Pop Culture's Place in Academics

by Samantha Cooper | 4/19/16 5:02pm

You’re sitting in your 9L, groggy and exhausted from working late in the library the night before, sipping your coffee and praying that the caffeine kicks in as soon as possible. Your professor ambles to the front of the room, fiddling with the computer as he, presumably, sets up for his lecture of the day. You sigh with defeat, pulling out your notebook and pen, praying that this next hour and five minutes will speed by.

Suddenly, instead of the usual beige a Netflix documentary appears on the screen. “We’re watching a movie today!” your professor exclaims. Relief and joy flood you as you sit up straighter in your seat, now eager for today’s class. Not that your professor’s lectures are boring, necessarily — but you appreciate any opportunity to switch up the regular routine, especially when it incorporates something familiar to your own life and interests.

Integrating aspects of pop culture, such as films or music, into class is often a welcome surprise to students. Any opportunity to merge academics with something more “fun” and relatable will often enhance understanding and appreciation of the material. And in some classes, the focus is almost totally on a specific facet of pop culture — there is still an academic quality, obviously, but it is sometimes secondary to the study of the pop culture phenomenon itself.

Jewish studies and women’s, gender and sexuality studies professor Michael Bronski has taught numerous courses in both his departments with the primary focus being some aspect of pop culture. These classes include “Jews and Hollywood”, “Queer Marriage, Hate Crimes and Will & Grace: Contemporary Issues in LGBT Studies” and “Beatniks, Hot Rods and the Feminine Mystique: Sex and Gender in 1950s Films.”

Bronski explained that in these classes, especially “Jews and Hollywood,” much of the curriculum involves watching films. However, students also read written text extensively, everything from first-person narratives to film criticism. He said that most film classes focus heavily on written text, in order to broaden a student’s understanding of the time period of the films.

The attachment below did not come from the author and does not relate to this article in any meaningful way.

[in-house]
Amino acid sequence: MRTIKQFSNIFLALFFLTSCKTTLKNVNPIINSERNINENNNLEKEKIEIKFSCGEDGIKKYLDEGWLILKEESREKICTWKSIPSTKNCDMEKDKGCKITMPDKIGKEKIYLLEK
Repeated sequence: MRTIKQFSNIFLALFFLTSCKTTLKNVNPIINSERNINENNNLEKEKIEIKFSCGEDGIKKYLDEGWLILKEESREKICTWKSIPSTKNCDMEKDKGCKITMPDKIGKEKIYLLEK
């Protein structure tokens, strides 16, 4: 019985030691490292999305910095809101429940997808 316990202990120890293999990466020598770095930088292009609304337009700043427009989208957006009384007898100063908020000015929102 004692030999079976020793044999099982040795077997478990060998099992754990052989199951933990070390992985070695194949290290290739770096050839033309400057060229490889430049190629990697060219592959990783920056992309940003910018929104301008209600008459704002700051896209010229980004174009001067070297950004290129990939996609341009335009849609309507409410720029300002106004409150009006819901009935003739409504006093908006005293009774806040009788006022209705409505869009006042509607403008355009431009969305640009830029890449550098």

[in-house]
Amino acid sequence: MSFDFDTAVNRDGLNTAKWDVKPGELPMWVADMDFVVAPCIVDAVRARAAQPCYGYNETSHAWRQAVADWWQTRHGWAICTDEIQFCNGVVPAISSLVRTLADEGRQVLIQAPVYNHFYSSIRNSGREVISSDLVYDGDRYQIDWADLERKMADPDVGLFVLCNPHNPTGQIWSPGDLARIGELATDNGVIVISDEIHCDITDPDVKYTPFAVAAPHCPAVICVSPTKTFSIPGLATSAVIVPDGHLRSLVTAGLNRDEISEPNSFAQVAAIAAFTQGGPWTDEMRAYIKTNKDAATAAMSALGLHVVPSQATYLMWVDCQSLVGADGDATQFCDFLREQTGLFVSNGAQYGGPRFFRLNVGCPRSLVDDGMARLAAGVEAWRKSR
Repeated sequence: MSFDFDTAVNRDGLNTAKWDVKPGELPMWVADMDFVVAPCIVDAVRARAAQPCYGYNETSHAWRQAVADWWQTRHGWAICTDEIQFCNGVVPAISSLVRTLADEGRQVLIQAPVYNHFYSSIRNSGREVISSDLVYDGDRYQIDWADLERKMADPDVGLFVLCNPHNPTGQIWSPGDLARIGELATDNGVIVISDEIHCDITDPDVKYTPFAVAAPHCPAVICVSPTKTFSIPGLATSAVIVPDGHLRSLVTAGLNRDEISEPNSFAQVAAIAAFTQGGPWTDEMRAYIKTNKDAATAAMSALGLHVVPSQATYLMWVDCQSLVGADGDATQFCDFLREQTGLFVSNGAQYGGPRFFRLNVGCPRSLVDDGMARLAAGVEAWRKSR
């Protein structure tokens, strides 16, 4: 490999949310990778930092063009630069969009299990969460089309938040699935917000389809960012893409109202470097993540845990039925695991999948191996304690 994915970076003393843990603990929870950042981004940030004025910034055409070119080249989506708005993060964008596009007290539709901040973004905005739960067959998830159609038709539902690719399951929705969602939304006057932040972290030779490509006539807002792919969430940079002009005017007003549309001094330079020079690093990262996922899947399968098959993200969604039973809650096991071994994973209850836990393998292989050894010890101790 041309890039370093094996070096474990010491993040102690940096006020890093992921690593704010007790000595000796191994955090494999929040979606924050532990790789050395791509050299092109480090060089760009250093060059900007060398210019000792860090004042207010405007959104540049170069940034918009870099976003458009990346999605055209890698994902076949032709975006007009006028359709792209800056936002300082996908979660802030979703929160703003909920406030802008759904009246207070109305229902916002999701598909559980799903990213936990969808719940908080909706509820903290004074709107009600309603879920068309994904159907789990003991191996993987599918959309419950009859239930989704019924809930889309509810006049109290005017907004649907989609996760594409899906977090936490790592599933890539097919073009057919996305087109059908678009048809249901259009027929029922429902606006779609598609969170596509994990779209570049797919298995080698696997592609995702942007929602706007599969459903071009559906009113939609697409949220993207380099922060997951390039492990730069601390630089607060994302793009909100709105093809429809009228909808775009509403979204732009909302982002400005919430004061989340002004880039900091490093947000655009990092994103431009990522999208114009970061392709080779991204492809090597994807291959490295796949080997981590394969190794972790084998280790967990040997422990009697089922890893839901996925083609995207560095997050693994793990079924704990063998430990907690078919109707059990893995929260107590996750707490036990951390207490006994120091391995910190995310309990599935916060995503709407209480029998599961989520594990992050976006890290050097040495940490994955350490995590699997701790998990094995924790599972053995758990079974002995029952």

“We want students to come away with an intensive body of knowledge [of the time period],” Bronski said. “It’s important that the films are complemented by a cultural context as well.”

Bronski said he enjoys incorporating films into his classes because they’re something with which students are already very familiar, so they’re better able to understand the academic material and connect it to their own lives. He said this creates a nice synergy between students watching films and reading texts.

“Because of social media, the internet, YouTube, cable networks...students are incredibly visually literature in many sophisticated ways,” Bronski said. “They bring an incredibly vast archive of understanding of techniques.”

Bronski said he also enjoyed this aspect when teaching a class called “I Will Survive: Women’s Political Resistance Through Song.” In this course, Bronski said students were highly advantaged because they had such a huge body of knowledge about music. Once again, he explained, students were easily able to connect to the material, and to do so in a way that many found fun and enjoyable.

“[Using pop culture] is a way to integrate critical thought into a medium which students have complete access to,” Bronski said. “And in which they feel totally comfortable and confident.”